You sound like you’re really well. It’s good to hear. It’s not an easy journey but one that we can appreciate and value and you’re right, it’s part of who we are.
I agree. I’ve cried rivers of tears but looking back, has made me feel a great passion for myself and my life and I value the negatives as much as the positives because like you said, it is those that made me a better person.
Ditto and I’m so glad you did wake up that afternoon on your kitchen floor ️I think we’re all blinking marvellous to come through what we’ve come through and to me, the most important thing is that we’ve come through it with not only our hearts and minds in tact, but the mind is clearer than ever and the heart is more loving, kinder and more compassionate than ever before. It’s probably not that we’re kinder, but that we have broken through the glass barrier that kept us separate from everyone, including ourselves.
I watched a documentary on broadmoor the other day and one of the guys they were filming was autistic. They’ve really helped this guy and his attitude towards it all, made me think, only an autistic person could have that outlook. There is something very special that happens in the mind of an autistic person. I can’t describe it. I feel like I want to say we’re special, but we’re not, we’re no more special than anybody else, but there is definitely something very unique about our make up, the way we’re wired, that enables us to have a very unique outlook on life, which is definitely very special.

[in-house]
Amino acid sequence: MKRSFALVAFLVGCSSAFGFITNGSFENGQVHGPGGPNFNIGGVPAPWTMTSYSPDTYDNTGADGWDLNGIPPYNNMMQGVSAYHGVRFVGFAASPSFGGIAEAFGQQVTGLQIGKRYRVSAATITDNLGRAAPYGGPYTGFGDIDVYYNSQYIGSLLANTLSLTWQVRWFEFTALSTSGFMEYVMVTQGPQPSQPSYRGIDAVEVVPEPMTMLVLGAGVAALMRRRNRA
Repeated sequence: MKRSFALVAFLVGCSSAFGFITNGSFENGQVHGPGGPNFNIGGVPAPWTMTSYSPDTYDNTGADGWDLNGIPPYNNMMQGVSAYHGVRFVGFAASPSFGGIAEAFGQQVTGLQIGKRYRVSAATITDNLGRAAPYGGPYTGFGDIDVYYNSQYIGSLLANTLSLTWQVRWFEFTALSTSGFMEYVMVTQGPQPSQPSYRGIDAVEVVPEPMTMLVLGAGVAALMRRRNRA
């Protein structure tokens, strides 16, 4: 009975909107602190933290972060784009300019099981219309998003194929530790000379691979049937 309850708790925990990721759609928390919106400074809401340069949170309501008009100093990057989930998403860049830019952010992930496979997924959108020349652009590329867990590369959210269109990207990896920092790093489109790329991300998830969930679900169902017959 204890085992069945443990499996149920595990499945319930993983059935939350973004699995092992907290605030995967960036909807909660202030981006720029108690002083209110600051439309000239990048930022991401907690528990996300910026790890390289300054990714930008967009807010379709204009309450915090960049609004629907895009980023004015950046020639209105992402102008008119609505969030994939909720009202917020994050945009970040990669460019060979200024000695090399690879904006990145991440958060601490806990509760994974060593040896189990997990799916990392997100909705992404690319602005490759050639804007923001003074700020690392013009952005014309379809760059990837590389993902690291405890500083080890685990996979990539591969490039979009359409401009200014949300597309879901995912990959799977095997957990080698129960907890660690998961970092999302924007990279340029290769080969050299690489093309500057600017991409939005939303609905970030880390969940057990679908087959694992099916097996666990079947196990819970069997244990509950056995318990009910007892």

It’s our time to shine in the world and to show people how life is really done
It’s taken me 51 or 52 years, whatever it is (I can never remember how old I am!) to be able to look back ~ prior to this, I never looked back. I can see now that my life was almost like a train wreck! Lol! A big old heavy train just hurtling forward at high speeds until it finally crashed and burned. I don’t even know if I had the ability to look back. I didn’t know how you did it. But I’m enjoying it now and it makes me so proud to be me and as Eccentric said, it gives you a passion for yourself that you didn’t know existed. The diagnosis gave me the ability to look back, I think, because it’s like I have two lives, my pre diagnosis life and the new life I’m creating now. I suppose before, I never even had an anchor point to be able to look back from, because I didn’t even know who I was or what I wanted etc, so what was there to look back on?!?! So it kind of happened naturally as a consequence of getting the diagnosis and now I look back and think WoW how the hell did I get through that! Lol! I must posses some kick ass skills in me that I never recognised before, so now I’m all about unearthing them and putting them to better use. As Cloudy says, self acceptance and looking back, seeing just how well we’ve really done etc, really helps with and stablises mental health and enables you to break free from the limitations, accept what we can’t change and begin to expand out into areas that are important to us and to live in accordance to ourselves, regardless of how different that might look to the rest of society. We begin to be able to find our own way, carve out our own paths, according to us and our needs.